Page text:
Sen. Schumer sends a Letter to the FAA re Colgan 3407, but There is More that He Could Do

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ARTICLE: Schumer scolds FAA for lagging on air safety in Flight 3407 aftermath

In response to a recent article in The Buffalo News, the senior Senator from New York wrote a letter to the FAA Administrator castigating his agency for not fully heeding the NTSB recommendations on the tragic 2009 Colgan 3407 crash. Senator Schumer specifically chided the FAA for inadequate training of the inspectors assigned to expanding carriers. Such oversight is one of the functions of the Senator, among others.

The 2010 NTSB report on this crash in analyzed factors which contributed to this tragedy. Among those subjects were crew monitoring failures, pilot professionalism, remedial training, training records, airspeed selection procedures, stall training, use of PEDs in the cockpit, SAFOs and weather information provided by the FAA (cover page).

FAA oversight and pilot fatigue were also mentioned by the NTSB in their review of Colgan 3407. Those, however, are two matters for which the Congress has legislative powers which could address these factors directly.

The training and selection of inspectors are critical to achieving the sort of oversight called for by the NTSB and reiterated in the Senator’s letter. Inspector training and selection are functions of Congressional budgets and OPM policies. These two topics provide good remedial actions which may address the Colgan causes.

The FAA is authorized, by its legislated budget, to spend specific dollar amounts on training for, among many classes of FAA personnel, controllers, airports staff and field inspectors. The Administrator has some discretion to move some funds among accounts, but sequestration further stressed that ability to get training to those who need the instruction.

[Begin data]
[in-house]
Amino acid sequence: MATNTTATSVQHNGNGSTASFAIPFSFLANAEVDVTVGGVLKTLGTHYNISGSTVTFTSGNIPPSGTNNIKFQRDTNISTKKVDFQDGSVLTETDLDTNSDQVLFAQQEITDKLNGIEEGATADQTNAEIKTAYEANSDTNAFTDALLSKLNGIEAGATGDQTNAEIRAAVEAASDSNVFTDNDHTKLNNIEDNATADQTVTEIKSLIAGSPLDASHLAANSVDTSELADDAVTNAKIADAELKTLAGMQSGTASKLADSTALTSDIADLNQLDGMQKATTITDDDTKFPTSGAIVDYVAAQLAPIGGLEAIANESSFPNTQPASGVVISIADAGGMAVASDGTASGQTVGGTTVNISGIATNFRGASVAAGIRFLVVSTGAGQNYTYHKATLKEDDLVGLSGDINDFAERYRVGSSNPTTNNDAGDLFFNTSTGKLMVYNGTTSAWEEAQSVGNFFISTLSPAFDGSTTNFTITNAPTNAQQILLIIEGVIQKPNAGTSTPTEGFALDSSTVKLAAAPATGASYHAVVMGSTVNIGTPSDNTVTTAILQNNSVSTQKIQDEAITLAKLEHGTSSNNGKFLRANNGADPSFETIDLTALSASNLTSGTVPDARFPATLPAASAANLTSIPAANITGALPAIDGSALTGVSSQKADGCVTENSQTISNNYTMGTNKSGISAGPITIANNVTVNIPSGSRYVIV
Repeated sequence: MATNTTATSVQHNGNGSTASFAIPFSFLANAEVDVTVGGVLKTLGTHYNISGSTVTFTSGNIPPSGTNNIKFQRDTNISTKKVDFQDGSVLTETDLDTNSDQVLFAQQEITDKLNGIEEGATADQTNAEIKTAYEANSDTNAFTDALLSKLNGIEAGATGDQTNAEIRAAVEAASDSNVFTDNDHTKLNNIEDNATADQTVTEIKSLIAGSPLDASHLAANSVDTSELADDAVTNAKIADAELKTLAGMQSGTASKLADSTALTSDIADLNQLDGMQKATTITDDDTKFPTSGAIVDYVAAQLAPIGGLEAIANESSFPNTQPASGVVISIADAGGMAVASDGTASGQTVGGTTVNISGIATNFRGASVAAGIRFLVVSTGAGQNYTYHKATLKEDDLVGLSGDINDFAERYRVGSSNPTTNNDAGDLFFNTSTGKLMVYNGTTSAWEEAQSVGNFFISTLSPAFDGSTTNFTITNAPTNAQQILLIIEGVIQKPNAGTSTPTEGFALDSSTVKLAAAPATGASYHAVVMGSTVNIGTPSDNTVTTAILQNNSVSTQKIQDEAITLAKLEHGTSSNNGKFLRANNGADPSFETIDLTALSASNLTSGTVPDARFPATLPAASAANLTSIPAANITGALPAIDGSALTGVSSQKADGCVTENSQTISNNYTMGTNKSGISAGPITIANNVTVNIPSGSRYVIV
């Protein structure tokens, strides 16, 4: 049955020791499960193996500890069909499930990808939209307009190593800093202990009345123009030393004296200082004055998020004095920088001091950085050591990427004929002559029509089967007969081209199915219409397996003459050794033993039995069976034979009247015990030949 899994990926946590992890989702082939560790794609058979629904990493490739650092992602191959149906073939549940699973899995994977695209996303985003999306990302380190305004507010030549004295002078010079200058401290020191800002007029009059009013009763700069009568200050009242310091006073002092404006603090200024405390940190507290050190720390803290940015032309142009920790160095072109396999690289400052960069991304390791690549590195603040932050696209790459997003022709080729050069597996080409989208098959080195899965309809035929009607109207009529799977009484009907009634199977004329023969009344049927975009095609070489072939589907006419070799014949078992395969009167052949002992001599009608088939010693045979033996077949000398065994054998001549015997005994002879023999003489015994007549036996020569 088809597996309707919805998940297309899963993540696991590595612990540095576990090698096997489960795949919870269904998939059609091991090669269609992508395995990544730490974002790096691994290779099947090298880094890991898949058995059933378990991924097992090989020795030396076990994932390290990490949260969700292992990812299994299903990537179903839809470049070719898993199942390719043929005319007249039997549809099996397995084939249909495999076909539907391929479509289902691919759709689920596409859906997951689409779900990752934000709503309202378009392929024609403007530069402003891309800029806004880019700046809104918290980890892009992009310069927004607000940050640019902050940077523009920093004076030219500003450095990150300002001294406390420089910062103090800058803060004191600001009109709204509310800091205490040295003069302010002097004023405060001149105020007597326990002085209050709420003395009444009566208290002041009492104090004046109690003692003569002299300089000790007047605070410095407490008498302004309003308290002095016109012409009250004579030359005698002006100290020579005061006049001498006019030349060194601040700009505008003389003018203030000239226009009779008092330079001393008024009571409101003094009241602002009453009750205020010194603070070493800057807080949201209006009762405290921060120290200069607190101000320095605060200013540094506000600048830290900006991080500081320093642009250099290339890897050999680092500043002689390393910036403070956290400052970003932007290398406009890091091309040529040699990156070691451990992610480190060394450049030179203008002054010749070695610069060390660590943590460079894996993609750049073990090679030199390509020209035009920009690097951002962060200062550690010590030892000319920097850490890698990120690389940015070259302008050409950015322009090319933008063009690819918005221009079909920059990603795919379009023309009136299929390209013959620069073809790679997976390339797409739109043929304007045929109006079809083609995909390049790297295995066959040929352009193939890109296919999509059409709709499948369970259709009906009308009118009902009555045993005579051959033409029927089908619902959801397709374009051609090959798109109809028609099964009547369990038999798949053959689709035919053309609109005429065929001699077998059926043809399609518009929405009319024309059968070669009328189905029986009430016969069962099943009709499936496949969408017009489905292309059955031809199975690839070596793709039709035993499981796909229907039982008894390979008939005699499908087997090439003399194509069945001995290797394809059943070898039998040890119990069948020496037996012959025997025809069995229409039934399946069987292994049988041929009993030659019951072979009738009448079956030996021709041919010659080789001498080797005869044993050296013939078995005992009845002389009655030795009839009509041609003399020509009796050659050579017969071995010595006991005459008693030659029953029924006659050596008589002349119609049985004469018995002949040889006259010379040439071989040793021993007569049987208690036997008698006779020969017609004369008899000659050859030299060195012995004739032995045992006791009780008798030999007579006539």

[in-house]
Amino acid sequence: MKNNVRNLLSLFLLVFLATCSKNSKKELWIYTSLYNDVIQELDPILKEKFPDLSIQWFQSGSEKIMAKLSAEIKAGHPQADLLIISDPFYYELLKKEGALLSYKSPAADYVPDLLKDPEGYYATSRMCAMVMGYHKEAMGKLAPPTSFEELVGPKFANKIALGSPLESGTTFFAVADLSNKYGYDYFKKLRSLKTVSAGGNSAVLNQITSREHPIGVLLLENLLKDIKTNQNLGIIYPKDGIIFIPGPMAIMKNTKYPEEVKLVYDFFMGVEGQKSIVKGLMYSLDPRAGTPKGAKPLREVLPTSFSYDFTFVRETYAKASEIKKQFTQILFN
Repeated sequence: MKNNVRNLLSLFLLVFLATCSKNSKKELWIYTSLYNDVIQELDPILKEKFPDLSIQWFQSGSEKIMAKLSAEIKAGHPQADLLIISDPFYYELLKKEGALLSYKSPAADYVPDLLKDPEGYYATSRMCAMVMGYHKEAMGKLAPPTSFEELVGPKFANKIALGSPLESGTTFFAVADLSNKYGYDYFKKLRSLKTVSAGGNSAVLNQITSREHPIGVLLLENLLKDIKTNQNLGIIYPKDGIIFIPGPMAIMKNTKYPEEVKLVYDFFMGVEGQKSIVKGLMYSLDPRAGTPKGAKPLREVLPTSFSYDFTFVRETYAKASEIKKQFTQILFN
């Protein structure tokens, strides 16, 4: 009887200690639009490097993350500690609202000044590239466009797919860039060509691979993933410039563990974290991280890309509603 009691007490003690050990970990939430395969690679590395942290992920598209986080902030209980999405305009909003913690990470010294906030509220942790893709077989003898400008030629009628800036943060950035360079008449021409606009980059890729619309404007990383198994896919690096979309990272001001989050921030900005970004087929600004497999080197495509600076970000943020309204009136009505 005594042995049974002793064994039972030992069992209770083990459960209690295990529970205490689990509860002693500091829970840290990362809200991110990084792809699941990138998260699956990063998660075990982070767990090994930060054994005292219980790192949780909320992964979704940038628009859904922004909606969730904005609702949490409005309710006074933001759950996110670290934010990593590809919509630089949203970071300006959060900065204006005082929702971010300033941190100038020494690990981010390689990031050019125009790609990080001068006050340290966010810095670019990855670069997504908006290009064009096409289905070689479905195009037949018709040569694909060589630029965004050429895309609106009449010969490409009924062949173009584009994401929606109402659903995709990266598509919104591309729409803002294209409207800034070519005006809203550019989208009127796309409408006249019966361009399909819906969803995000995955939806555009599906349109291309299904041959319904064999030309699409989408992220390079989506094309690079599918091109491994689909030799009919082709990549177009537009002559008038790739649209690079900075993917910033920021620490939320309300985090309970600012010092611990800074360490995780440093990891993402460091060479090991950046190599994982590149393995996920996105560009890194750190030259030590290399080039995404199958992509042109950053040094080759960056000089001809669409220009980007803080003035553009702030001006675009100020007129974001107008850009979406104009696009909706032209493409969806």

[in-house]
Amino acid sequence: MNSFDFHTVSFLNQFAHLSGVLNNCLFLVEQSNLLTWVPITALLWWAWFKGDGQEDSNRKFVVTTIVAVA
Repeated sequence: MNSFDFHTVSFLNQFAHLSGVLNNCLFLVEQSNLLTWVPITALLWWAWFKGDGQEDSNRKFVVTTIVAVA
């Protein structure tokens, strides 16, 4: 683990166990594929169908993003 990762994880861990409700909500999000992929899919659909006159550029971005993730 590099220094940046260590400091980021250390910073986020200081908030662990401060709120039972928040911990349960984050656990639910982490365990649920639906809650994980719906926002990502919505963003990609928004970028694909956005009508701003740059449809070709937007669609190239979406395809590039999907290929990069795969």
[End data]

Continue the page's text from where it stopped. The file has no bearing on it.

If the Senator believes that the FAA inspectors are poorly trained, he should aggressively pursue additional training dollars for the FAA’s 2014 budget.

There is a deeper point here that neither the NTSB nor Sen. Schumer mentioned. The Office of Personnel Management establishes criteria by which job descriptions are assessed in determining pay grades. The OPM classification favors hard, objective numbers. Consequently the FAA field personnel who receive the highest GS numbers (i.e. the highest pay grades) are those jobs assigned to regulate the airline with the most airplanes. Small (even expanding) regional carriers justify, under the OPM standards, lower GS ratings and consequently they are more likely to be filled with individuals with less training, judgment and experience.

If the Senator wants the inspection of expanding regional carriers to be performed by more senior FAA staff, he needs to write a letter to OPM or change their statute to allow experienced, trained staff to be assigned without regard to the number of airplanes on the certificate.

A major finding of the NTSB was that the crew was fatigued. The FAA has promulgated its most complex, detailed regulations designed to assure that the flight crew is able to fly. Those rules regulate the rest time given to the captains and first officers AFTER they report to duty.

The Colgan facts suggest that the pilots here were tired because of their commutes to work. That’s technically beyond the FAA rules; a pilot reports for duty and in so doing, presents herself or himself as fit for duty. It is almost impossible, under the current rules, for the employer to challenge that self-assessment.

If the Senator really wants to take action which will reduce the likelihood a tired pilot contributes to an accident because of fatigue, he could pass legislation expanding the FAA’s jurisdiction to clearly include such off-duty conduct.

Senator Schumer wrote a letter to the FAA instructing the Administrator to improve inspector training. Unfortunately, the Congressionally legislated budget did not provide adequate funds to meet the Senator’s admonition.

The senior Senator from New York could initiate legislation that would:

  • Increase the funding for training for inspectors,
  • Instruct the OPM to create criteria which would increase the stature of inspectors’ surveilling small, but expanding airlines and
  • Expand the FAA’s jurisdiction to regulate pilot readiness to report for duty for the period before work begins.

Any one or all of these would be constructive actions in response to the lessons of Colgan 3407.

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